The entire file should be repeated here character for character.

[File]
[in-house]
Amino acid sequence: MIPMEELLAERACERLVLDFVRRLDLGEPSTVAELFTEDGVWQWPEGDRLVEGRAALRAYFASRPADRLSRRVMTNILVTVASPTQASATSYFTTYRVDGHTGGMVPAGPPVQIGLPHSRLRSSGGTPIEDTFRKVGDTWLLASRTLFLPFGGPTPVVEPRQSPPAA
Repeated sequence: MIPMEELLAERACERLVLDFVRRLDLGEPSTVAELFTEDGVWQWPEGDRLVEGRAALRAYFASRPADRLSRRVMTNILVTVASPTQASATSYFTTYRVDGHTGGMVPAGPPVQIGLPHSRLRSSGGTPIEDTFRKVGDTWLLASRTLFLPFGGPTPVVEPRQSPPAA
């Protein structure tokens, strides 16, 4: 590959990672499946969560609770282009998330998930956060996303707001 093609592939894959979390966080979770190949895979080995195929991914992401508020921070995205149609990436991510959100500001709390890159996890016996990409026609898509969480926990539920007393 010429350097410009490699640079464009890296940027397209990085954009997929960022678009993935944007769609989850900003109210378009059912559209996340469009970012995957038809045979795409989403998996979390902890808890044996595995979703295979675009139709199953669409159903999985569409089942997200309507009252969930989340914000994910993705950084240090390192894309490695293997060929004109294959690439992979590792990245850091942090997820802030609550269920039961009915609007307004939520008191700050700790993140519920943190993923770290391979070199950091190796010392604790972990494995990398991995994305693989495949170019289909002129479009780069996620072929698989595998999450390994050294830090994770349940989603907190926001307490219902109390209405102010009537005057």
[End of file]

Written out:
[in-house]
Amino acid sequence: MIPMEELLAERACERLVLDFVRRLDLGEPSTVAELFTEDGVWQWPEGDRLVEGRAALRAYFASRPADRLSRRVMTNILVTVASPTQASATSYFTTYRVDGHTGGMVPAGPPVQIGLPHSRLRSSGGTPIEDTFRKVGDTWLLASRTLFLPFGGPTPVVEPRQSPPAA
Repeated sequence: MIPMEELLAERACERLVLDFVRRLDLGEPSTVAELFTEDGVWQWPEGDRLVEGRAALRAYFASRPADRLSRRVMTNILVTVASPTQASATSYFTTYRVDGHTGGMVPAGPPVQIGLPHSRLRSSGGTPIEDTFRKVGDTWLLASRTLFLPFGGPTPVVEPRQSPPAA
């Protein structure tokens, strides 16, 4: 590959990672499946969560609770282009998330998930956060996303707001 093609592939894959979390966080979770190949895979080995195929991914992401508020921070995205149609990436991510959100500001709390890159996890016996990409026609898509969480926990539920007393 010429350097410009490699640079464009890296940027397209990085954009997929960022678009993935944007769609989850900003109210378009059912559209996340469009970012995957038809045979795409989403998996979390902890808890044996595995979703295979675009139709199953669409159903999985569409089942997200309507009252969930989340914000994910993705950084240090390192894309490695293997060929004109294959690439992979590792990245850091942090997820802030609550269920039961009915609007307004939520008191700050700790993140519920943190993923770290391979070199950091190796010392604790972990494995990398991995994305693989495949170019289909002129479009780069996620072929698989595998999450390994050294830090994770349940989603907190926001307490219902109390209405102010009537005057």